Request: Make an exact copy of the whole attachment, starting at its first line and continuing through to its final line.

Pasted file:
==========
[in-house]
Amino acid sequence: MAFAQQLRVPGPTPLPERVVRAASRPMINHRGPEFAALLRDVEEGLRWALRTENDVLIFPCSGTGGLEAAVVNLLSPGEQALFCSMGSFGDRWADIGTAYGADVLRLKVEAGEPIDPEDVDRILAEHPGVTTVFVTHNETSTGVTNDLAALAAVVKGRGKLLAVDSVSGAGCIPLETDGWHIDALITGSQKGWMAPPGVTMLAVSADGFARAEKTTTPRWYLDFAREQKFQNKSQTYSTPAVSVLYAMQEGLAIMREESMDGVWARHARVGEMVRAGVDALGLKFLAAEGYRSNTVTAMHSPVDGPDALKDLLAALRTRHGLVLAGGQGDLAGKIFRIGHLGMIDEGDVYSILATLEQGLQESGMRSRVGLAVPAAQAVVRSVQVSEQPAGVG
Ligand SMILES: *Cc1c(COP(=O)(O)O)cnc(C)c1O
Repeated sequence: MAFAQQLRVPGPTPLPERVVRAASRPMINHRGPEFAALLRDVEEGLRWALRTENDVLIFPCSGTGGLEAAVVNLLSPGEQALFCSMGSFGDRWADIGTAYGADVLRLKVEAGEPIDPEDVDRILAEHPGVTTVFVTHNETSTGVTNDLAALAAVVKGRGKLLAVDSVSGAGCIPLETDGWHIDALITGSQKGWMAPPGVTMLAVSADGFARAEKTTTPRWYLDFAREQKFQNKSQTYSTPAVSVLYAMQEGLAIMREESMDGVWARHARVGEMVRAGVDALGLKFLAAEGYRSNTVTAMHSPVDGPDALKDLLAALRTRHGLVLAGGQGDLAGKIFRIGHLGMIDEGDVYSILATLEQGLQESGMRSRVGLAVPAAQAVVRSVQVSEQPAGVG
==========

[in-house]
Amino acid sequence: MAFAQQLRVPGPTPLPERVVRAASRPMINHRGPEFAALLRDVEEGLRWALRTENDVLIFPCSGTGGLEAAVVNLLSPGEQALFCSMGSFGDRWADIGTAYGADVLRLKVEAGEPIDPEDVDRILAEHPGVTTVFVTHNETSTGVTNDLAALAAVVKGRGKLLAVDSVSGAGCIPLETDGWHIDALITGSQKGWMAPPGVTMLAVSADGFARAEKTTTPRWYLDFAREQKFQNKSQTYSTPAVSVLYAMQEGLAIMREESMDGVWARHARVGEMVRAGVDALGLKFLAAEGYRSNTVTAMHSPVDGPDALKDLLAALRTRHGLVLAGGQGDLAGKIFRIGHLGMIDEGDVYSILATLEQGLQESGMRSRVGLAVPAAQAVVRSVQVSEQPAGVG
Ligand SMILES: *Cc1c(COP(=O)(O)O)cnc(C)c1O
Repeated sequence: MAFAQQLRVPGPTPLPERVVRAASRPMINHRGPEFAALLRDVEEGLRWALRTENDVLIFPCSGTGGLEAAVVNLLSPGEQALFCSMGSFGDRWADIGTAYGADVLRLKVEAGEPIDPEDVDRILAEHPGVTTVFVTHNETSTGVTNDLAALAAVVKGRGKLLAVDSVSGAGCIPLETDGWHIDALITGSQKGWMAPPGVTMLAVSADGFARAEKTTTPRWYLDFAREQKFQNKSQTYSTPAVSVLYAMQEGLAIMREESMDGVWARHARVGEMVRAGVDALGLKFLAAEGYRSNTVTAMHSPVDGPDALKDLLAALRTRHGLVLAGGQGDLAGKIFRIGHLGMIDEGDVYSILATLEQGLQESGMRSRVGLAVPAAQAVVRSVQVSEQPAGVG